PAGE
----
This is a sober-sided rather than sensational book, deeply researched in private archives and county record offices.Yet the story of debased humanity it tells still has the power to shock 20th-century readers. Ward spares us none of the gruesome detail of mutilation, decapitation, torture, hangings, eviscerations and cholera. As is fairly well known, the British Army's way with the sepoy rebels was not notable for compassion. Bearded Highlanders forced beef down Hindu throats and pork into Moslem mouths; the Mahrattas were smeared with cow's blood before being executed; Brahmins were forced to lick up the blood of their victims from the floor and were then hanged by untouchables; the most fortunate sepoys were blown from the mouths of cannons so that their scattered remains would form into gibbering spirits condemned to wander the spirit world forever; the less fortunate suffered a lingering death from mis-tied nooses and inadequate ropes.
Ward is fascinating on the subject of the demons from the Victorian unconscious and the British conviction that rape really was a fate worse than death. Caught between the power of their own libido and their absurd cult of female virginity and "pure" womanhood, Victorian males in their paranoia could not imagine that their ladies could have been held captive by the sepoys without being raped. Although Hindus usually thought the feringhee female unclean (according to their religion, the British in general were lower than the lowest untouchable), and would have regarded sexual contact as defilement, the British used the tiny handful of actual violations to create a myth of mass rape on their wives and daughters. Part of the insane blood lust that followed the sepoy defeat in the Mutiny was not so much revenge for the actual atrocities at Cawnpore as the displacement of an entire Western society's sexual repression.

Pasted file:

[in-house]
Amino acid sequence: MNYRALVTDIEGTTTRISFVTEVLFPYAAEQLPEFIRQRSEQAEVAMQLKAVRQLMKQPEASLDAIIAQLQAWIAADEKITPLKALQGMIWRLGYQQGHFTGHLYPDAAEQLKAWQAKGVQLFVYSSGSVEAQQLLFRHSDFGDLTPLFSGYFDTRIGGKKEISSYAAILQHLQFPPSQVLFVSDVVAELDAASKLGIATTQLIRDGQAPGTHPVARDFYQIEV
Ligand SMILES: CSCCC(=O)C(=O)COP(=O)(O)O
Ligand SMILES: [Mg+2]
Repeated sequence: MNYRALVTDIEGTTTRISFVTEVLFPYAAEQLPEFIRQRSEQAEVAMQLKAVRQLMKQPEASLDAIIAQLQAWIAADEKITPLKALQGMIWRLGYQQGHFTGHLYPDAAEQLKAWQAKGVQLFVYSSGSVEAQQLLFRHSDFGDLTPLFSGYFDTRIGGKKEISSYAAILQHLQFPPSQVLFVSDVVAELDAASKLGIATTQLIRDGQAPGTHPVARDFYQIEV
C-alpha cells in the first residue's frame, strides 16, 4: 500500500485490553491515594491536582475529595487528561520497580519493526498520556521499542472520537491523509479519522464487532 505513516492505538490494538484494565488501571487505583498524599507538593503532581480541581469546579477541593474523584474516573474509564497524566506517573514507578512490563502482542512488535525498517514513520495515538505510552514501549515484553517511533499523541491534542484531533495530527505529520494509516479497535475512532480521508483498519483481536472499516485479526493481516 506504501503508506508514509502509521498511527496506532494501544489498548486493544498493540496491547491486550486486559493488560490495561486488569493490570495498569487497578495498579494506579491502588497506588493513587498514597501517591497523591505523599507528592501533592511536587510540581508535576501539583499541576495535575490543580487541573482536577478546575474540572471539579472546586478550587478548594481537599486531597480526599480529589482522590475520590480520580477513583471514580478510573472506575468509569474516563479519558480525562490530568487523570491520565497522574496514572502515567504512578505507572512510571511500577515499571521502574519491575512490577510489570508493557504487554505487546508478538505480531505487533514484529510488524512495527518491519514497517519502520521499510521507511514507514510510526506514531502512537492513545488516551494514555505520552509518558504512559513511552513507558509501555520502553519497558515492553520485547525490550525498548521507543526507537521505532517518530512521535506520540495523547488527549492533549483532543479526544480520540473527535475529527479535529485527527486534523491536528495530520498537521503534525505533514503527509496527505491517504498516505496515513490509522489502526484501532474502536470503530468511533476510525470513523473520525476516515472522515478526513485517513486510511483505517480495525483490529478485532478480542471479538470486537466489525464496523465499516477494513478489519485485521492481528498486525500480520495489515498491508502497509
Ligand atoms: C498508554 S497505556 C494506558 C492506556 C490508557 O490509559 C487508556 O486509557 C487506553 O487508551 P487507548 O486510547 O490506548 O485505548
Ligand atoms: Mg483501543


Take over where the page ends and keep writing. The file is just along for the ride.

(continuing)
In his day-by-day narrative of the 21-day siege of Cawnpore and its sanguinary aftermath, Ward has fashioned a definitive account. But his book is unbalanced, as there is not enough about the deep causes of the Mutiny or the reasons for its failure. If the whole of India had mutinied, the British would indeed have been swept into the sea, as Nana Sahib threatened. But the rebellion was centred on Oudh, never caught fire nationwide and was bedevilled by tribal, religious and political differences. Moslem and Hindu rebels barely collaborated, and the Sikhs were vociferous in their pro-British loyalty and hatred of the Mahrattas. Once again the British triumphed through divide and rule.
Ward's book is a terrific read - no mean feat when one considers the depth of research - but at vital points dealing with events away from his chosen theatre, especially at Lucknow, the narrative lacks clarity. There are times when, unless one has a good background knowledge of the successive sieges of Lucknow, Ward's history barely makes sense. To an extent, therefore, one has to conclude that the author has been dragged down by the weight of his own research on one particular siege and its aftermath. Ward clearly had it within his grasp to write the definitive history of the Indian Mutiny but has thrown away the chance through a monographic obsession with Cawnpore.